"5. Event 176 Corn exhibits no significant potential to either harm
organisms beneficial to the agricultural ecosystem or to impair the ability
of farmers to control nontarget insect pests.
6. Cultivation of Event 176 Corn should not reduce the ability to control
insects in corn and other crops.
Therefore, after a review of the available evidence, APHIS believes that
Event 176 Corn will be just as safe to grow as traditionally-bred
lepidopteran insect resistant corn varieties not subject to regulation under
7 CFR Part 340. APHIS concludes that there will be no significant impact on
the human environment if Event 176 Corn were no longer considered a
regulated article under regulations at 7 CFR Part 340."
West Virginia University
Division of Plant and Soil Sciences
At 06:25 AM 11/10/99 -0800, you wrote:
>This appears on the front page of today's business section of
>the Philadelphia Inquirer...
>I was wondering if anyone out there in SANET land knows if the
>EPA had to approve the release of bt Corn for sale. Since it
>produces its own pesticide, wouldn't the EPA regs have to be
>satisfied? Does anyone know if there was a Public Interest
>Document on bt corn prepared for EPA?
>Butterfly, corn link rethought
>A genetically modified form of the crop may not be as harmful to
>monarch larvae as a lab study indicated.
>By Andrea Knox
>INQUIRER STAFF WRITER
>Corn that has been genetically modified to kill a destructive
>insect may not be as harmful to the monarch butterfly as was
>feared. But it clearly poses some level of risk that needs to be
>That was the broad but inconclusive message from a scientific
>symposium last week near Chicago sponsored by Monsanto Co.,
>DuPont Co., and other companies that have staked their future on
>the development of genetically engineered crops.
>Those companies scrambled to fund additional research after
>Cornell University entomologist John E. Losey reported in May
>that monarch larvae in laboratory studies ate less, grew more
>slowly and died more quickly after eating pollen from
>genetically altered corn.
>Overnight, the perceived threat to the photogenic
>orange-and-black butterfly became a rallying point for critics
>of genetically altered crops, who contend they cause
>unanticipated environmental damage.
>Losey cautioned at the time that results he obtained in the
>laboratory needed to be confirmed in field tests. One question
>was the extent to which monarchs in the wild would come into
>contact with toxic levels of corn pollen.
>Corn that is genetically modified has been given an extra gene
>that manufactures Bacillus thuringiensis, which kills corn
>borers. The toxin, which is harmless to humans, spreads through
>the plant and into its pollen. The pollen is often blown onto
>milkweed, the only plant eaten by monarch larvae.
>The studies presented at last week's symposium generally found
>that the toxic concentrations of pollen don't travel very far
>beyond the cornfields. Losey also presented findings - again
>from the laboratory and not from field tests - that butterflies
>prefer to lay their eggs and feed on milkweed beyond the edges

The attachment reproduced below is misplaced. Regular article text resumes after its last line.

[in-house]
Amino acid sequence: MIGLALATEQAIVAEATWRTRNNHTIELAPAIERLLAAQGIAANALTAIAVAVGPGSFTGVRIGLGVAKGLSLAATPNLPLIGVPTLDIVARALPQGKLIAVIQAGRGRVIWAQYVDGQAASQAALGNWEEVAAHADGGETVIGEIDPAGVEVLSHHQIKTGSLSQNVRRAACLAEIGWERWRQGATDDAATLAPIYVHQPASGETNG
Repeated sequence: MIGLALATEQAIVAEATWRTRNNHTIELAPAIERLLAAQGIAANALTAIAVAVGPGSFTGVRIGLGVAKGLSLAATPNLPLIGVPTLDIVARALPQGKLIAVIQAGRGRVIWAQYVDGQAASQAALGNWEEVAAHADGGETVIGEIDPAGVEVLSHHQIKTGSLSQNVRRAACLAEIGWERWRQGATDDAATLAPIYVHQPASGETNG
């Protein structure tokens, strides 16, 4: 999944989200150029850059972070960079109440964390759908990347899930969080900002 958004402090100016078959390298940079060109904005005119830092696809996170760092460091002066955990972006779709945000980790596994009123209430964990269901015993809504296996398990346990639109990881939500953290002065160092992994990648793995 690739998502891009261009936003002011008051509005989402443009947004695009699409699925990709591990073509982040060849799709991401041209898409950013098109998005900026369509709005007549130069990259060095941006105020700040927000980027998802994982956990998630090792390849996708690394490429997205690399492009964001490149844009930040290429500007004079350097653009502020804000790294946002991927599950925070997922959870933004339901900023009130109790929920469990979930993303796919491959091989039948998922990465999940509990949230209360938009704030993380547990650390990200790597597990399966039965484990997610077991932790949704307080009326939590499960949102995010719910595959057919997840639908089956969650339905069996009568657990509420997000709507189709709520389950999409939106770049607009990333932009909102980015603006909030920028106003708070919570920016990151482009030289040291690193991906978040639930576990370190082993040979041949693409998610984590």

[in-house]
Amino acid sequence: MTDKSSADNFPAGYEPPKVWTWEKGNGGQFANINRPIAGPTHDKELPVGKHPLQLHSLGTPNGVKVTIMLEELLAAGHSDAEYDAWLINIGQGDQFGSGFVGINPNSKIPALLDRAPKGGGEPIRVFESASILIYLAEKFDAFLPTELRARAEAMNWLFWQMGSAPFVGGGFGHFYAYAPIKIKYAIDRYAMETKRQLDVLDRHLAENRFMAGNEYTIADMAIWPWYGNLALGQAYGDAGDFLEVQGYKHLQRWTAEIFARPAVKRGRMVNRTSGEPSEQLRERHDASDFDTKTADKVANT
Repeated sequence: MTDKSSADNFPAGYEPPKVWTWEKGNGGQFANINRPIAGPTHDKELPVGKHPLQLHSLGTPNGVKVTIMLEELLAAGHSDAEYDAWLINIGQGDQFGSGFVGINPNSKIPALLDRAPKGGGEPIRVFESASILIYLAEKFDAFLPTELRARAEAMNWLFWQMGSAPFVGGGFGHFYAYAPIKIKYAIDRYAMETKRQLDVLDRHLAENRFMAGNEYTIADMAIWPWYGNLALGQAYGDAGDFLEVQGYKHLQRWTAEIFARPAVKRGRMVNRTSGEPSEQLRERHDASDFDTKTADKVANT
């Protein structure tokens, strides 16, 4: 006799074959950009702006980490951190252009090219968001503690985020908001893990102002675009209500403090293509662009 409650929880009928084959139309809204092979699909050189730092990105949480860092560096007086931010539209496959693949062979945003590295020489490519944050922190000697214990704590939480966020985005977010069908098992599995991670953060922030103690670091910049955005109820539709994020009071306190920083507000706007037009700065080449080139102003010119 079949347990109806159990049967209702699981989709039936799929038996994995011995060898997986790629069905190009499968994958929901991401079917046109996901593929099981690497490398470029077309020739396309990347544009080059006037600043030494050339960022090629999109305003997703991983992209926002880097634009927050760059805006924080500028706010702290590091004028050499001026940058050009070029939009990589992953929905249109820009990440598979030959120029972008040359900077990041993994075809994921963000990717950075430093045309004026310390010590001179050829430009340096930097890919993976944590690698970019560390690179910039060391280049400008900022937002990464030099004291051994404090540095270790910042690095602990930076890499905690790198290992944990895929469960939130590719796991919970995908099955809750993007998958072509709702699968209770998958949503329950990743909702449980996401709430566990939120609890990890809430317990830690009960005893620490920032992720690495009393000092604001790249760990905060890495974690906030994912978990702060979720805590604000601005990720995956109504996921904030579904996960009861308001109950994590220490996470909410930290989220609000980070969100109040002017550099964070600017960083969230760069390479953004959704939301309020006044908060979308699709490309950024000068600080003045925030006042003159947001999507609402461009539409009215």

>of cornfields rather than in the fields.
>"You put all this information together and it's pretty clear
>that the worst-case scenarios [of butterfly kill-off] . . . are
>unlikely to occur," said Galen Dively, a University of Maryland
>entomologist who attended the conference.
>However, John Pleasants of Iowa State University found that one
>strain of genetically engineered corn produces a high level of
>the poison and was toxic to butterflies at every level tested.
>This strain of corn is said to account for only a small
>percentage of the genetically altered crop.
>The participants agreed that more studies need to be done,
>particularly on whether butterflies in the wild use cornfields,
>and the extent to which eating the pollen could cause harm
>without killing the butterflies right away.
>About 10 of the 20 papers at the symposium were funded with
>$100,000 provided by the Agricultural Biotechnology Stewardship
>Working Group, the industry consortium that also sponsored the
>While some of the scientists involved said they would prefer to
>see funding from other sources, they said it wasn't likely to be
>"If industry doesn't support this research, it will be a long
>time before it's done, because it's difficult to get money for
>research on a noneconomic insect," said Chip Taylor, director of
>Monarch Watch, an education, research and conservation program
>at the University of Kansas.
>The industry "wanted to do what we could, but we haven't gotten
>to the point of funding additional research," said Doyle Karr, a
>spokesman for Pioneer Hi-Bred International in Des Moines, Iowa.
>Pioneer, a member of the biotechnology working group, is owned
>Karr said the industry was encouraged by the finding that "the
>worst-case scenario isn't going to happen." But he agreed that
>"there is definitely more we want to know."
>Taylor estimated that genetically modified corn would kill 5
>percent to 7 percent of all monarch butterflies at most.
>However, he said, it might also alter migration patterns so that
>monarchs would disappear from most of the United States.
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